I’m interested in locating the tail of an icosahedral virus, while it is easily disregarded through averaging even though I am using C1 symmetry. Could anyone provide guidance on how to align the virus structures to find the tail and perform a local refinement?
If it’s got a tail, it’s pseudo-icosahedral.
This can be pretty tough.
Once particles are picked focussing on the pseudo-icosahedral part, and reconstructed with icosahedral symmetry imposed, I’ve had limited success with trying to lock in a symmetry breaking tail, even with symmetry expansion, customising masks, etc. It sort of works, but if I classify there are always some tails in the wrong place.
A couple of options:
Manually pick the tail, with a box large enough to just catch some of the pseudo-icosahedral part. Then autopicking can work, but take care with inspecting picks and cleaning up in 2D. Depending on what the tail is doing, a C1 reconstruction can give some indication of what sort of symmetry you then need to impose further. This can be time consuming as you may need a lot of manual picks.
Symmetry expand, recenter just outside point of symmetry break (tail 10nm or so away from pseudo-icosahedral capsid with a fairly small box, depending on size), mask out the capsid and classify until all particles not containing that tail view are gone (can be quicker to do manually if you don’t mind moving out of CryoSPARC)**. I found that the pseudo-C5 imposed from the symmetry expansion caused me problems with trying to identify the helical symmetry of the tail later, though.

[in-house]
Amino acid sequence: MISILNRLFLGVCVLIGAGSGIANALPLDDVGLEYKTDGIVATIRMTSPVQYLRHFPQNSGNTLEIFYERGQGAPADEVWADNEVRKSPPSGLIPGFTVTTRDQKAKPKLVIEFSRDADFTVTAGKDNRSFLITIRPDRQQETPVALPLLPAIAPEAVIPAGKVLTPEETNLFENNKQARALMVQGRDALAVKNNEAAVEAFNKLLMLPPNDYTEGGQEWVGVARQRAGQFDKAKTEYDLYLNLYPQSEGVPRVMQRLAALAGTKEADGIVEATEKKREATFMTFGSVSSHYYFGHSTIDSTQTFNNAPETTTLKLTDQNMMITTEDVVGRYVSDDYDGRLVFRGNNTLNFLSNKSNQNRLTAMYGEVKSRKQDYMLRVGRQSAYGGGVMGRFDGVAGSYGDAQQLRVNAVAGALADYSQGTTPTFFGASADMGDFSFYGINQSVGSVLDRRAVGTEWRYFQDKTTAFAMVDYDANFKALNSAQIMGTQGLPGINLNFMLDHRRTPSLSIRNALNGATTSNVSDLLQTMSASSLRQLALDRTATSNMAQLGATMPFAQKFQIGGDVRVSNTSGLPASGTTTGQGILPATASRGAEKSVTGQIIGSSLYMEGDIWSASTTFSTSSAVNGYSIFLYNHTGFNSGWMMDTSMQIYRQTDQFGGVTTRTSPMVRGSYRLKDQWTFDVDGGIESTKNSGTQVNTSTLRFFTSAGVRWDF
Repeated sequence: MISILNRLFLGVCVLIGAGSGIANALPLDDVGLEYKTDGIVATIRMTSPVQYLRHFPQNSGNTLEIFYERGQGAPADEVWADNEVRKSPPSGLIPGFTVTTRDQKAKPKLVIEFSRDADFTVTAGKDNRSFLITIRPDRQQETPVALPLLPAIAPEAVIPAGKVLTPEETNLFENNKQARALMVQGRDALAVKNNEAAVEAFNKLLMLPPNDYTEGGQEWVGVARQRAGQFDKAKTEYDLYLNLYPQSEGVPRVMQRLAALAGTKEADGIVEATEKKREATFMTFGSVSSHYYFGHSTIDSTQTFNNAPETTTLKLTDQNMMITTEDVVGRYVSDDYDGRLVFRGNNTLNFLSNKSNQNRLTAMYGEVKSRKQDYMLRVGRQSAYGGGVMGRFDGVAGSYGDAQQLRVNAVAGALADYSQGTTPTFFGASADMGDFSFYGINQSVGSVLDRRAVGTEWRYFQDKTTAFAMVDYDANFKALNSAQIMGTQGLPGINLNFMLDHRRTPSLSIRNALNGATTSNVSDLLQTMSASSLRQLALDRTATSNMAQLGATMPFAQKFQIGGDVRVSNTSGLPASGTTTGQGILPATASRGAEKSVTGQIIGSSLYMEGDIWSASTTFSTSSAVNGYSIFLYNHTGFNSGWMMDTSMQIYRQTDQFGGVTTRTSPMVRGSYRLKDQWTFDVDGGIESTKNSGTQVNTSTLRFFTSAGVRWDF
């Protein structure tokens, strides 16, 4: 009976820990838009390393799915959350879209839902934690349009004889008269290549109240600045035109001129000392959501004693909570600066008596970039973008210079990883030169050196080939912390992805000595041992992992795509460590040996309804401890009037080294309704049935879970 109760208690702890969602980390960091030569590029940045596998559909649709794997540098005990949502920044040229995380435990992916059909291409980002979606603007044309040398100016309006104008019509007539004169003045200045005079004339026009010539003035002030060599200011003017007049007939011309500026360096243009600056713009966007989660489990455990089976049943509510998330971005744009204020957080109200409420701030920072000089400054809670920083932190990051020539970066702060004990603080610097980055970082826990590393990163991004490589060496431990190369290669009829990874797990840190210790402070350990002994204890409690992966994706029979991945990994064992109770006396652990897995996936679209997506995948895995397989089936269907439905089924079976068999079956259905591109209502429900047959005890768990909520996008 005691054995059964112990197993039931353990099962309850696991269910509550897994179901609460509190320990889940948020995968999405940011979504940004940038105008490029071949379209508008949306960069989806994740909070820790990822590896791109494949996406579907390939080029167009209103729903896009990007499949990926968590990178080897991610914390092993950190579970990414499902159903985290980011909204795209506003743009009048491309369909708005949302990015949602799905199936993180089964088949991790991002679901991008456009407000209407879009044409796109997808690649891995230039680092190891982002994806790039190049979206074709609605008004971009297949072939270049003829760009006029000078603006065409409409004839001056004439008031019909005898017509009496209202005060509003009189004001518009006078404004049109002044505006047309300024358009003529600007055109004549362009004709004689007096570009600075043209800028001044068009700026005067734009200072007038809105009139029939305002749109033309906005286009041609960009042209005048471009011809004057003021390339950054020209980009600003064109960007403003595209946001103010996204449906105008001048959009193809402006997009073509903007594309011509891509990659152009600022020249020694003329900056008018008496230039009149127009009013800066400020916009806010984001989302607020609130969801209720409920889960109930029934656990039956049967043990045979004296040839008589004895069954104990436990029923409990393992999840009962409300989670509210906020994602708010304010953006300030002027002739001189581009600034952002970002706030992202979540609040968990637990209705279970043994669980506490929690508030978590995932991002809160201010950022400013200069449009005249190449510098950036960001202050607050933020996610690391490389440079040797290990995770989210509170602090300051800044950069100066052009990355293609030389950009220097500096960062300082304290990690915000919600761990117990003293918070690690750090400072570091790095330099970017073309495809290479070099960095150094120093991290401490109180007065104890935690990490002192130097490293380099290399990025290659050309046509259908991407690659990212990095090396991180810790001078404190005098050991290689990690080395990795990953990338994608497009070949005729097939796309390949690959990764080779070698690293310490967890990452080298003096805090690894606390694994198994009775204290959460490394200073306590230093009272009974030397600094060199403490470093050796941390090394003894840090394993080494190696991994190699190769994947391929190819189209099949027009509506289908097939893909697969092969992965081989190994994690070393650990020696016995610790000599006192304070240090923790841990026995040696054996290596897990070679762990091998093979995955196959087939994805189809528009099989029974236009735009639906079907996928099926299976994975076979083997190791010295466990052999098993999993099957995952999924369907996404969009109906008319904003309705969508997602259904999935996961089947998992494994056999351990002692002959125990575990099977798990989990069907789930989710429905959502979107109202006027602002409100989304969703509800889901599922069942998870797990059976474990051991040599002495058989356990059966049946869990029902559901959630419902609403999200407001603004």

**Can either be done by visual inspection of the stack, or unpicking the tails, then using
grep to find the list of particles you removed from the symmetry expanded set. It depends how hands on you want to get.
force reference bias, performing het refine with a large obvious tail. then you can reextract, partial signal subtract, 3D class for tail positions etc.
just a suggestion, zero experience